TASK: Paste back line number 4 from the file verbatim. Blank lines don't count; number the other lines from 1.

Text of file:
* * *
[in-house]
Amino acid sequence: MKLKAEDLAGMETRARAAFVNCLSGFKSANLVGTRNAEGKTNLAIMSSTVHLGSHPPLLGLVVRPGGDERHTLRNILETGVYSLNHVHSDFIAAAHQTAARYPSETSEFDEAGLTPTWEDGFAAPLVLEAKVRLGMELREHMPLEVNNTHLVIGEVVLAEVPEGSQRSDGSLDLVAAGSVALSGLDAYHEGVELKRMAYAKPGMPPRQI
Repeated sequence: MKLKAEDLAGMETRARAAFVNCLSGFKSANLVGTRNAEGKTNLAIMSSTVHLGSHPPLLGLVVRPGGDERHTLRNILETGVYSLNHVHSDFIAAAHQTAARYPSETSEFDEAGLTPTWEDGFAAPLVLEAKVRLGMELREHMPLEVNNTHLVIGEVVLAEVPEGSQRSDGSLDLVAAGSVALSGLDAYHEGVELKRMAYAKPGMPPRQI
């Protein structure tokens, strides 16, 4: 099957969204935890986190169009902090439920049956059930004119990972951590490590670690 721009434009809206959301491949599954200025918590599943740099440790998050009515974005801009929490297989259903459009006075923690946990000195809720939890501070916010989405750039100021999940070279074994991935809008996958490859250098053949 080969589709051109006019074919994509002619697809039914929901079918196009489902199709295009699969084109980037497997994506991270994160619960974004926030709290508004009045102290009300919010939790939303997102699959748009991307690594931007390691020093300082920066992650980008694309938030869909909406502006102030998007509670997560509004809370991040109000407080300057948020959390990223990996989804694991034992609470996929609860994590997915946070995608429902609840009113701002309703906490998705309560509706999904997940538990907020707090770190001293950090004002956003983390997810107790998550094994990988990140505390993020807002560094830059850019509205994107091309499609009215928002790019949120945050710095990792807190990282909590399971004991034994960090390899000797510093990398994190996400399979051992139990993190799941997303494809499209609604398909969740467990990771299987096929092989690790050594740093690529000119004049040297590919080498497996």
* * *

């Protein structure tokens, strides 16, 4: 099957969204935890986190169009902090439920049956059930004119990972951590490590670690 721009434009809206959301491949599954200025918590599943740099440790998050009515974005801009929490297989259903459009006075923690946990000195809720939890501070916010989405750039100021999940070279074994991935809008996958490859250098053949 080969589709051109006019074919994509002619697809039914929901079918196009489902199709295009699969084109980037497997994506991270994160619960974004926030709290508004009045102290009300919010939790939303997102699959748009991307690594931007390691020093300082920066992650980008694309938030869909909406502006102030998007509670997560509004809370991040109000407080300057948020959390990223990996989804694991034992609470996929609860994590997915946070995608429902609840009113701002309703906490998705309560509706999904997940538990907020707090770190001293950090004002956003983390997810107790998550094994990988990140505390993020807002560094830059850019509205994107091309499609009215928002790019949120945050710095990792807190990282909590399971004991034994960090390899000797510093990398994190996400399979051992139990993190799941997303494809499209609604398909969740467990990771299987096929092989690790050594740093690529000119004049040297590919080498497996």